A Palestinian truck driver stood on a street in downtown Tampa Wednesday, waving at passing cars. On his head was a mask meant to resemble Vice President Dick Cheney. Fake blood covered his hands.
Children stood in the street with him. The fake blood was on their clothes.
The man identified himself as Rifaat Ahmed, a 42-year-old Tampa resident. Occasionally he put his red hands around the children's necks, pantomiming a strangling.
This was one of the vivid scenes at Wednesday's war protests around the Tampa Bay area. The socialists turned out, and the rabble-rousers on their megaphones, and the woman in a dress cut to look like a tattered Constitution.
But perhaps most notable about the protests' demographics was the preponderance of ordinary people: a retired engineer, an architectural intern, two tourists on a detour from Orlando. Many of them said they had never publicly protested anything before.
"There should be more people out here," said Carol Eager, 66, a retired teacher from Michigan. "There should be thousands saying, 'Stop it, stop it, stop it.' "
Five years ago, as Tomahawk missiles hissed across the desert from destroyers on the Red Sea, the United States entered Iraq on a mission to crush a dictator and seize his weapons of mass destruction.
Now the dictator is dead, and so are his sons. But no weapons have been found, and the war continues.
Nearly 4,000 American soldiers have been killed, nearly 30,000 wounded. The death rate in Iraq has tripled since the invasion, according to a Johns Hopkins University study. More than 4-million Iraqis have lost their homes. And the war's monthly budget has eclipsed that of the U.S. Department of Education.
A Gallup poll last month found that 59 percent of Americans believe going to war was a mistake. On Wednesday, the fifth anniversary of the war's beginning, a few of them gathered to demand its end.
There were perhaps 50 in Brooksville, along with nearly 25 war supporters. One man walked around with a water bottle in a metal pail, offering free waterboarding.
Jail Bush, war criminal, the protesters chanted.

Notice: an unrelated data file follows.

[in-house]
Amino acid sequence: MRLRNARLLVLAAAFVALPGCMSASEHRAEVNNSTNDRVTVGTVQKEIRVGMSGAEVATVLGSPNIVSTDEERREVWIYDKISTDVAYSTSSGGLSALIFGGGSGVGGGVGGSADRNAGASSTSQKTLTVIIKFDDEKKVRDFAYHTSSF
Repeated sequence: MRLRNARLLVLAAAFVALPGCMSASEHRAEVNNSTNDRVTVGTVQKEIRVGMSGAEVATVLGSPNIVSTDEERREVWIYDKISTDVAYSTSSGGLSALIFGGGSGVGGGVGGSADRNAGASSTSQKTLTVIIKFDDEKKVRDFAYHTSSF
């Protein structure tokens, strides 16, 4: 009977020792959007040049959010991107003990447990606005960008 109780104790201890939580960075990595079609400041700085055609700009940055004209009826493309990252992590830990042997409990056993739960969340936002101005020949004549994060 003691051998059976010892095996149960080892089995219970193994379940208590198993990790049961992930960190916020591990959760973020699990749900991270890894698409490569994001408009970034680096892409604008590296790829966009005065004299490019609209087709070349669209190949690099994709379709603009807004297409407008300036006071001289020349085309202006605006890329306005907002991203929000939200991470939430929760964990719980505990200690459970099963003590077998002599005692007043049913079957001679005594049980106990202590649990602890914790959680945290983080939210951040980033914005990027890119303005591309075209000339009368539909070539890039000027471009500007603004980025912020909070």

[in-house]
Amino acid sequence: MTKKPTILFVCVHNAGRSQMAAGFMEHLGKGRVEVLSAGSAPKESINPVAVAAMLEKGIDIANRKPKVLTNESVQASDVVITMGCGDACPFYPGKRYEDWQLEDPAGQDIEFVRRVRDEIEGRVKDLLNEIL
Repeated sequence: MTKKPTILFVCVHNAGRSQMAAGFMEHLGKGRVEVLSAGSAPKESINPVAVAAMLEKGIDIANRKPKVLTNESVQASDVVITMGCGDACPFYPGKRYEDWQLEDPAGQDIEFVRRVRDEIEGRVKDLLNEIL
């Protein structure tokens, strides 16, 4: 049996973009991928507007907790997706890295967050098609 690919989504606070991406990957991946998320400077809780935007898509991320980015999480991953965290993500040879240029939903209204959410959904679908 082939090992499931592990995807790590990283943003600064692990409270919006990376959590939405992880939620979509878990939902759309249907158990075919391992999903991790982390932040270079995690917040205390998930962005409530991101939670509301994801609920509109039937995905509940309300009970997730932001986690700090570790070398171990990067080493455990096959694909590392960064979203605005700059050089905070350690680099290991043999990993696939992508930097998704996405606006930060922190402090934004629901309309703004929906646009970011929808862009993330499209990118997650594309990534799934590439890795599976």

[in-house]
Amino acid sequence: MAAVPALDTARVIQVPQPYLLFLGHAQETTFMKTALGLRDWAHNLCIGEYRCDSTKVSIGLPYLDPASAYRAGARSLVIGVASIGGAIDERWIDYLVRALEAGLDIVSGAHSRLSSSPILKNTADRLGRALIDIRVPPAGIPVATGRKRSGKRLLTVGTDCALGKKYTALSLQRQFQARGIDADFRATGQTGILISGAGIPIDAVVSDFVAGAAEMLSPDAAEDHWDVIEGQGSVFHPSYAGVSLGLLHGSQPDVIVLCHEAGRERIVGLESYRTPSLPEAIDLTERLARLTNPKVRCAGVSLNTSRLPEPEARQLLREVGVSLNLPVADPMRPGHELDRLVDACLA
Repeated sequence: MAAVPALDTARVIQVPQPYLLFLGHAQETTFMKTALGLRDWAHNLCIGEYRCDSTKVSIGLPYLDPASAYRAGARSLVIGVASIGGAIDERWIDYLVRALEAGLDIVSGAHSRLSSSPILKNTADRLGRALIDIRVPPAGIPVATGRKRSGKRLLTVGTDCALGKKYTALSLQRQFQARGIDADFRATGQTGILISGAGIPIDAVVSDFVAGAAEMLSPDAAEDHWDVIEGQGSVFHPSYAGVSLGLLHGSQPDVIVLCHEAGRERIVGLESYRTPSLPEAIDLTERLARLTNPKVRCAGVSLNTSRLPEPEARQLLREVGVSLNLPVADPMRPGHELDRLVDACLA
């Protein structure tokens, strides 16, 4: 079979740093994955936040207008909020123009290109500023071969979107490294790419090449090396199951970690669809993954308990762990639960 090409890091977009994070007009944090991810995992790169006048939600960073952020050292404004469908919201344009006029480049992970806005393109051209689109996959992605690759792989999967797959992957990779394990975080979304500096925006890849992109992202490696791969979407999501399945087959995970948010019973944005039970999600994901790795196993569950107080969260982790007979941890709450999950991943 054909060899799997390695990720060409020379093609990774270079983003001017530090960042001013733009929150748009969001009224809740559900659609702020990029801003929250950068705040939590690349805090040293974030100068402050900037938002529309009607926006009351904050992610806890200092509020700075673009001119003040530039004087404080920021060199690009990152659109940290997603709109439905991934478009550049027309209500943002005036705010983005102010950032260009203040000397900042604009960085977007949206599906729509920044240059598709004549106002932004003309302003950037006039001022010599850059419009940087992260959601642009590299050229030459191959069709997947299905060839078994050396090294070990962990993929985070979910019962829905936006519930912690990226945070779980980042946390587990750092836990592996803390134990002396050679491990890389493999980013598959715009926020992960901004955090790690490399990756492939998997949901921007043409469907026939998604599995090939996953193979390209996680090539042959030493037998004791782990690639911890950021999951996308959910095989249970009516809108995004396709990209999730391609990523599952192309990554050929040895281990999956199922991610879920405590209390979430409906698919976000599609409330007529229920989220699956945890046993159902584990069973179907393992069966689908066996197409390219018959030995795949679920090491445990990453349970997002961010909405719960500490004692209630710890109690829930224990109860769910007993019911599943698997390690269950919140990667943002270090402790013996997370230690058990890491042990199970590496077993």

God Bless America, the supporters sang.
Both sides waved American flags.
Nearly 75 gathered in St. Petersburg, at rush hour on Fourth Street and Central Avenue: a hospital lab assistant, a school psychologist, a retired art teacher, the grandmother of a young man who'd just finished his third tour in Iraq.
The grandmother was Bette Thomas, a Largo resident. This was her first protest. She said it wouldn't be her last.
"I thought at the time we'd go in, get Saddam and leave," she said. "Now it just goes on and on."
The largest protest happened in Tampa, along Florida Avenue outside the U.S. District Court building. Nearly 200 people showed up, including the Palestinian truck driver in the Cheney mask.
Wind came hard from the south.
Across the street was a man in denim shorts and no-name running shoes, strumming an acoustic guitar. His name was Mark Frankenberg, and he was 44 years old. He said he had been an American soldier for 11 years and fought in the first Gulf War. He said he couldn't believe where the country was going.
"They call this the land of the free," he said. "What are they doing spying on my e-mail?"
He played and sang, Bob Dylan as much as anything else. Masters of War and The Lonesome Death of Hattie Carroll and, of course, this one:
How many times must the cannonballs fly
Before they're forever banned?
The answer, my friend, is blowin' in the wind,
The answer is blowin' in the wind.
Above him the palm trees shivered.
Thomas Lake can be reached
or (813) 226-3416.